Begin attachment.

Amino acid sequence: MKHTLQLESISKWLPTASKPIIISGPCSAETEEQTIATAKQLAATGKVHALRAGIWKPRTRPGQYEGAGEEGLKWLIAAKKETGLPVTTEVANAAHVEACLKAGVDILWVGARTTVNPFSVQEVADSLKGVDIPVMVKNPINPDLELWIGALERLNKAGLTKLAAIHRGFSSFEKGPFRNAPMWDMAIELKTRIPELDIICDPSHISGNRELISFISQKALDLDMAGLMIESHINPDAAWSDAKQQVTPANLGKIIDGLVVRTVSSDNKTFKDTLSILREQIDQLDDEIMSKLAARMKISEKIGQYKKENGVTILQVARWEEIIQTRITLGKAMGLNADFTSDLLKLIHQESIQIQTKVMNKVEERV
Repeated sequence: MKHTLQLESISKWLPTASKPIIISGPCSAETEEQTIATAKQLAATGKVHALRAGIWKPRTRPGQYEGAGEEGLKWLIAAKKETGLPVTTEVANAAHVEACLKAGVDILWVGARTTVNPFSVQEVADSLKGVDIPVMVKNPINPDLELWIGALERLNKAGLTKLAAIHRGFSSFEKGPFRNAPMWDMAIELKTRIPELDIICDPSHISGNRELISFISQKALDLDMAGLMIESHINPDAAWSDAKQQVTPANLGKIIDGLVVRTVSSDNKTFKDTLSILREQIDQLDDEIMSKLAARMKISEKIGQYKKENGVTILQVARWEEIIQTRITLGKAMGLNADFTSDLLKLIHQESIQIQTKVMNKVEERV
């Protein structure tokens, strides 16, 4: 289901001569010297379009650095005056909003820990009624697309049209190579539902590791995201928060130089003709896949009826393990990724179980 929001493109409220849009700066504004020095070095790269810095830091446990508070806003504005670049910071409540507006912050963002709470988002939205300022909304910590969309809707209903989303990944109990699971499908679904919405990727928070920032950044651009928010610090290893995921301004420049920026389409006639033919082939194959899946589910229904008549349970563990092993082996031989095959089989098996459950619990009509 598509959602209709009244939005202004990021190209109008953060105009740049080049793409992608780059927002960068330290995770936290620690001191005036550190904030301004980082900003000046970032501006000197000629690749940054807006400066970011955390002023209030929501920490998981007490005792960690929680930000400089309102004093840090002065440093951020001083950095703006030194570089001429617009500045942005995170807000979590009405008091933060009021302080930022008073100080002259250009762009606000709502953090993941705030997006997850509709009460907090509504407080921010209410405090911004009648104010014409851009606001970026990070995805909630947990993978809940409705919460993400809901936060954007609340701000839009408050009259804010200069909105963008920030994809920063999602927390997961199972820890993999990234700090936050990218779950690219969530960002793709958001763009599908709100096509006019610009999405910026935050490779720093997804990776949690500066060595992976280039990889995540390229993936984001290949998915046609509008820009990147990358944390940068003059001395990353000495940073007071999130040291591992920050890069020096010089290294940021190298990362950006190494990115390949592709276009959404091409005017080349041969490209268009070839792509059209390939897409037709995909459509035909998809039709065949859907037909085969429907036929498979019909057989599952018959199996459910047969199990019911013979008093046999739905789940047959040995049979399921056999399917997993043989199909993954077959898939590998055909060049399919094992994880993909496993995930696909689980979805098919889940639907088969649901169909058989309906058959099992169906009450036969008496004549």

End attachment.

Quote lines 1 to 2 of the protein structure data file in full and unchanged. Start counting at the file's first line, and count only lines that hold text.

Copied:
Amino acid sequence: MKHTLQLESISKWLPTASKPIIISGPCSAETEEQTIATAKQLAATGKVHALRAGIWKPRTRPGQYEGAGEEGLKWLIAAKKETGLPVTTEVANAAHVEACLKAGVDILWVGARTTVNPFSVQEVADSLKGVDIPVMVKNPINPDLELWIGALERLNKAGLTKLAAIHRGFSSFEKGPFRNAPMWDMAIELKTRIPELDIICDPSHISGNRELISFISQKALDLDMAGLMIESHINPDAAWSDAKQQVTPANLGKIIDGLVVRTVSSDNKTFKDTLSILREQIDQLDDEIMSKLAARMKISEKIGQYKKENGVTILQVARWEEIIQTRITLGKAMGLNADFTSDLLKLIHQESIQIQTKVMNKVEERV
Repeated sequence: MKHTLQLESISKWLPTASKPIIISGPCSAETEEQTIATAKQLAATGKVHALRAGIWKPRTRPGQYEGAGEEGLKWLIAAKKETGLPVTTEVANAAHVEACLKAGVDILWVGARTTVNPFSVQEVADSLKGVDIPVMVKNPINPDLELWIGALERLNKAGLTKLAAIHRGFSSFEKGPFRNAPMWDMAIELKTRIPELDIICDPSHISGNRELISFISQKALDLDMAGLMIESHINPDAAWSDAKQQVTPANLGKIIDGLVVRTVSSDNKTFKDTLSILREQIDQLDDEIMSKLAARMKISEKIGQYKKENGVTILQVARWEEIIQTRITLGKAMGLNADFTSDLLKLIHQESIQIQTKVMNKVEERV